Gunning It: Six Hard Facts on Why Hard Accelerations Should be Avoided
We’ve all heard them on the highway or our local side streets. They’re usually accompanied by a loud “vroom” or a revving sound. They’re hard accelerations. Yes, they’re big fuel guzzlers, but that just scratches the surface of why hard accelerations are problematic, said Lytx VP of Safety Services Del Lisk. Here are Lisk’s top reasons why hard accelerations can pose a serious challenge for fleet safety programs and their managers.
It’s costly from a fuel efficiency standpoint. Hard, or rapid, accelerations add stress to the engine and transmission, burning fuel more quickly. When drivers “gun it,” the vehicle sees that as a request for a power boost, burning more fuel than the driver would actually need to reach the same speed more gradually.
The U.S. Department of Energy says that driving habits such as hard accelerations and hard braking can lower gas mileage between 15 percent and 30 percent at highway speeds and between 10 percent and 40 percent in stop-and-go traffic. Citing a study from the Institute of Transportation Studies at University of California, Davis, the site encourages the use of driver feedback devices, saying they can help drivers improve fleet fuel management by about 3 percent and can improve gas mileage by about 10 percent.
Those who make sudden starts often practice hard braking, too. Rapid accelerations are a sign of aggressive driving, and aggressive driving habits create risk. Drivers who brake suddenly are making themselves vulnerable to a rear-end collision.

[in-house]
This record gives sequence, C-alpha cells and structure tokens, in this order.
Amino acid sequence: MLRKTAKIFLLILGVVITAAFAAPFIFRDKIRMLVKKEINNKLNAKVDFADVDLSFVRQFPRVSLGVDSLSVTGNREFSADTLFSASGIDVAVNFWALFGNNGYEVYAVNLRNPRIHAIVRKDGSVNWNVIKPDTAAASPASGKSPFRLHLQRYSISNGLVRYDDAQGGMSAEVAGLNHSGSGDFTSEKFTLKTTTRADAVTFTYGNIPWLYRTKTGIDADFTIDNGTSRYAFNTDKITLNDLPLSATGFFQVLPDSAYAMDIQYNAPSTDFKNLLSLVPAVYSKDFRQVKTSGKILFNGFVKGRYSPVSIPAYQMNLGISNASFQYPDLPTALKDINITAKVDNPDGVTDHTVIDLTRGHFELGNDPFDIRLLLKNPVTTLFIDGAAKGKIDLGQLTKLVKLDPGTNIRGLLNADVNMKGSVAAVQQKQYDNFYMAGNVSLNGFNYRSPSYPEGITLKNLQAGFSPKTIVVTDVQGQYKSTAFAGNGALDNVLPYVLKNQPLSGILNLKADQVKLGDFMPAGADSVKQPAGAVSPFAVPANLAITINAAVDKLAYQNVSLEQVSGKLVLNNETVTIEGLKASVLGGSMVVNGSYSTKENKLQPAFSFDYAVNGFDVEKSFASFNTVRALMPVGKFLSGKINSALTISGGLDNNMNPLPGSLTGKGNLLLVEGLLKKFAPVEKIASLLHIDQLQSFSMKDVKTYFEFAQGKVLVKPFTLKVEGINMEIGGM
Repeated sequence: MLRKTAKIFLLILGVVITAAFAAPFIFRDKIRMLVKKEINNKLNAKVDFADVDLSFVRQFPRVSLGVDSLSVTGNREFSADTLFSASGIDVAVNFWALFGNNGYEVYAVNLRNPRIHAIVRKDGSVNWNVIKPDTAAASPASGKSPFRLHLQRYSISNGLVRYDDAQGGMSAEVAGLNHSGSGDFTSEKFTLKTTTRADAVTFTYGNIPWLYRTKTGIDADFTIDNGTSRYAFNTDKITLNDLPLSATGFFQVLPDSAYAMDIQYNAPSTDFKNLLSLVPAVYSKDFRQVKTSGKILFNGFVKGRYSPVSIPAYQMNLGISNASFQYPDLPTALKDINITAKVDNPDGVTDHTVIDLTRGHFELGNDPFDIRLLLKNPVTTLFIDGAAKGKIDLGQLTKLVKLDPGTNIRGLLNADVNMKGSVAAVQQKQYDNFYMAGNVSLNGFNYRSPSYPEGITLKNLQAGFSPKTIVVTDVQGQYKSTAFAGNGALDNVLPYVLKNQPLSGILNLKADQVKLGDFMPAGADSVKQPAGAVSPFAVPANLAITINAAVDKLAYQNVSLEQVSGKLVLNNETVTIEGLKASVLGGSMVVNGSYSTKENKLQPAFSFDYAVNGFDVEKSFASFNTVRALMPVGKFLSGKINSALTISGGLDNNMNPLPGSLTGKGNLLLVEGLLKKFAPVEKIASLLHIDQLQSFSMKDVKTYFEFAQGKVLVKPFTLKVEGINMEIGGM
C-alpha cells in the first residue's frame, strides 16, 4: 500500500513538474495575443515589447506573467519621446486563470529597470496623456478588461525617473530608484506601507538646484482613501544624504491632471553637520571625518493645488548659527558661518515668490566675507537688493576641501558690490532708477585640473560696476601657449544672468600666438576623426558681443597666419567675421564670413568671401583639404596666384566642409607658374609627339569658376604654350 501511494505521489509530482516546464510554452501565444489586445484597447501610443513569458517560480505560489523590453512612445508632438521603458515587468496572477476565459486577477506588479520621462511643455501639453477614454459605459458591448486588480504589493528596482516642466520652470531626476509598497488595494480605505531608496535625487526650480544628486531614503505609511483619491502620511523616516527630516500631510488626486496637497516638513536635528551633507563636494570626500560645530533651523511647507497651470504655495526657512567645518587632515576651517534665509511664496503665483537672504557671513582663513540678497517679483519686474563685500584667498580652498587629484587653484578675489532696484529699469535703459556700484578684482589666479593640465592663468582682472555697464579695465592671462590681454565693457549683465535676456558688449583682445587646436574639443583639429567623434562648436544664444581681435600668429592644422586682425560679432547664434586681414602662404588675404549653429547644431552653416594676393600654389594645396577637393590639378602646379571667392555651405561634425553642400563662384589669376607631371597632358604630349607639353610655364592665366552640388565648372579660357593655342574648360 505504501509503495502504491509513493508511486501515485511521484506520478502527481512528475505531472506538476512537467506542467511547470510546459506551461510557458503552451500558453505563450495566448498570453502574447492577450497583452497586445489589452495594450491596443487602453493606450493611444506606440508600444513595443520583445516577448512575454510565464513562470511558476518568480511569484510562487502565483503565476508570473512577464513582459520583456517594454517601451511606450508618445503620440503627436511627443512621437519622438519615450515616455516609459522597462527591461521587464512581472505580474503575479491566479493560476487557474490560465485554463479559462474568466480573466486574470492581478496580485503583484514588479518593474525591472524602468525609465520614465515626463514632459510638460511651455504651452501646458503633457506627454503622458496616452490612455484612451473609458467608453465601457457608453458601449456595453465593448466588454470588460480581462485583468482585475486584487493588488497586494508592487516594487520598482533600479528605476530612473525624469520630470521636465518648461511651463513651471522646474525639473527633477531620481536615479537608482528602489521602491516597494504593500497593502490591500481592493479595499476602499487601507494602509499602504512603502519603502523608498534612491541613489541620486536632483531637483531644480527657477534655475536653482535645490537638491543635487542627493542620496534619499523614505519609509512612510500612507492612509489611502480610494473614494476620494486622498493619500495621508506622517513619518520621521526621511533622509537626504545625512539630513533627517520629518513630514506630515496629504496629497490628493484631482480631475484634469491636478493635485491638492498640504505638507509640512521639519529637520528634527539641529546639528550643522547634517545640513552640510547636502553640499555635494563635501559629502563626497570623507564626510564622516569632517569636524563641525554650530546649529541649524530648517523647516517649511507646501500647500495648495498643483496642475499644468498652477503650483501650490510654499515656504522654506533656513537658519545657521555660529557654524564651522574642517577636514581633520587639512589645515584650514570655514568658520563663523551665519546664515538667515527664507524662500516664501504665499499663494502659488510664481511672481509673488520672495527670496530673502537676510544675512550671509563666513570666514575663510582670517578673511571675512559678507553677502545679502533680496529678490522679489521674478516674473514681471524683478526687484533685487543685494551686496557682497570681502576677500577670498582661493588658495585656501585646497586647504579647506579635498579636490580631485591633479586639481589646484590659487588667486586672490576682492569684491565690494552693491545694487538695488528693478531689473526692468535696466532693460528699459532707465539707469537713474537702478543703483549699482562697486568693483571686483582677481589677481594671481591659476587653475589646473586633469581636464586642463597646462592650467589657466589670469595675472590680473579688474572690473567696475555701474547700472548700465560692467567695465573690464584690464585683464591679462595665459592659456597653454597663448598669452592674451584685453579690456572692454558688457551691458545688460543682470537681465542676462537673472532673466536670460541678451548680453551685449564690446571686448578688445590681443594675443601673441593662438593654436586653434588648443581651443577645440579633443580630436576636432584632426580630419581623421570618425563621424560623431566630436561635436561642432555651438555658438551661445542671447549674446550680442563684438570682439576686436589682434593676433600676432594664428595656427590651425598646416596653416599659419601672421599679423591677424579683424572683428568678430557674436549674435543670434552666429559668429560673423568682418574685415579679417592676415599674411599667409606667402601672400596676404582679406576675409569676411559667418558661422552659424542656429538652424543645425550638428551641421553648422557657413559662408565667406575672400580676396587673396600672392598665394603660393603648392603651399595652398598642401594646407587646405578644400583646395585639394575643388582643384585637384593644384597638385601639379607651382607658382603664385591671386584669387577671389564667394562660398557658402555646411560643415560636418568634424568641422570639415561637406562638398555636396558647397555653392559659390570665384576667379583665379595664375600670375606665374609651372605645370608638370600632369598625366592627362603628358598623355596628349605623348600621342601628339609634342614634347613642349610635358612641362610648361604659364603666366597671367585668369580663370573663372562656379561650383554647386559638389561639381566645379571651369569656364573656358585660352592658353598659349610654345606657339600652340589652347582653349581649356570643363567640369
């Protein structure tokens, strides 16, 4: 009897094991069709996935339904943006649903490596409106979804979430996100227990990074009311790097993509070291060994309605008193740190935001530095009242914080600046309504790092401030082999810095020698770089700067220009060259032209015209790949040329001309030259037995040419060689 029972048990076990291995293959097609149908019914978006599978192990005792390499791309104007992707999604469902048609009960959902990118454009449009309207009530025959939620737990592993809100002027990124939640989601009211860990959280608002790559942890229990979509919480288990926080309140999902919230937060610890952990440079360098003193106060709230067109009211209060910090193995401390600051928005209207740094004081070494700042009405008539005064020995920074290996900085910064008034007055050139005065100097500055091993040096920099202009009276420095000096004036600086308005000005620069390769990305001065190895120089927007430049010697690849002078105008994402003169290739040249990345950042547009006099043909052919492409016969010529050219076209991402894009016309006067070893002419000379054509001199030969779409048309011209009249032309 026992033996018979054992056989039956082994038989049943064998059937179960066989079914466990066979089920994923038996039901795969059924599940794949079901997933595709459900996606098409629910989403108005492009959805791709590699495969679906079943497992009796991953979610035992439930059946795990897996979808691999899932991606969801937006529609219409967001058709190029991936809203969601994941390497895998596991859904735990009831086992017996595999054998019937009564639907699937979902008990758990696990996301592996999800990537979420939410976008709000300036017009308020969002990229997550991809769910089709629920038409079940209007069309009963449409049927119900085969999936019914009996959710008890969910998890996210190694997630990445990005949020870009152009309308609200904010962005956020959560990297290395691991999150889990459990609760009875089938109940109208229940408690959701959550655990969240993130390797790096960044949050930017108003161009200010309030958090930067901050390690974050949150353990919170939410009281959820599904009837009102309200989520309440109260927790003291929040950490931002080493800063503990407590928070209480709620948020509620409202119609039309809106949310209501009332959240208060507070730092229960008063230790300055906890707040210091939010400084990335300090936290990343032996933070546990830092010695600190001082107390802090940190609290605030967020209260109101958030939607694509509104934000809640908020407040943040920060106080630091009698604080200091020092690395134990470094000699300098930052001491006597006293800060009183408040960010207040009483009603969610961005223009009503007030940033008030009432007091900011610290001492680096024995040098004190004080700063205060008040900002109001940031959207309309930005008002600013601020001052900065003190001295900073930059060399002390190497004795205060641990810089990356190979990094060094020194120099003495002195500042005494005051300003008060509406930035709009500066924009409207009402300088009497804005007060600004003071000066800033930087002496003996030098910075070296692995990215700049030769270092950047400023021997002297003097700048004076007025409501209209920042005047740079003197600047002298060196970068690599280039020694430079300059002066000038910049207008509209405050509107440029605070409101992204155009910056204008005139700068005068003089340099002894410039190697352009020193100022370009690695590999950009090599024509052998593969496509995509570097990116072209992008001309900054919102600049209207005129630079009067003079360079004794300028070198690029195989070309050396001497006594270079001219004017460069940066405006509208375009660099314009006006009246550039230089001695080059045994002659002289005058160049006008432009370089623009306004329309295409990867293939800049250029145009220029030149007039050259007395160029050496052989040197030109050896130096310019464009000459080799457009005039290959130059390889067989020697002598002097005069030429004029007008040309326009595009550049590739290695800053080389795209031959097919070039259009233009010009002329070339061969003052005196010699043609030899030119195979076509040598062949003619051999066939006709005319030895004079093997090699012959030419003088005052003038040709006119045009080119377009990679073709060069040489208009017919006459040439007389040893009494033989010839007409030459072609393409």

“A friend of mine drove like that,” Lisk said. “Three times in a year she got hit from behind. She asked me to go out on the road with her. I saw that she was always giving the driver behind her less time and space to stop. So yes, hard braking increases the potential for a rear-end collision.”
According to 2017 Lytx data, Waste drivers are the worst offenders when it comes to hard accelerations. In fact, of the top 2,000 drivers in the Lytx database with the greatest frequency of hard acceleration behavior in the last 60 days, nearly half of them—48 percent—worked in the Waste segment. Twenty-seven percent of them worked in trucking, and 9 percent of them worked in Distribution. The Services segment had the fewest drivers who exhibited hard acceleration behavior in the last 60 days—just 1 percent of them.
Hard accelerations and hard braking together cause wear and tear on a vehicle. A driver who rapidly accelerates often has to brake harder. Drivers who accelerate rapidly during city driving tend to speed to the next light, having to brake harder over a shorter distance, Lisk explained. Braking harder can cause brakes to overheat, causing brake damage and reducing their lifespan. Hard braking also causes wear and tear on a vehicle in general, so vehicle maintenance is more expensive.
They’re bad for the environment. Hard accelerations burn more fuel, so they release more pollutants and more carbon into the air.
For drivers carrying passengers, hard accelerations put passengers at risk. Passengers could fall out of their seats, so there’s potential for a passenger claim, especially in transit. It gives the opportunity for passengers to make a claim, whether it’s warranted or not.
In trucking and distribution vehicles, hard accelerations can cause cargo to shift. Any time your load shifts, products can break. That costs your company money and causes conflict between you and your customer. It puts fleets at risk for losing a client and being liable for product damages.
Want more on fuel management? Here are four driver behaviors that consume the most fuel and what to do about them.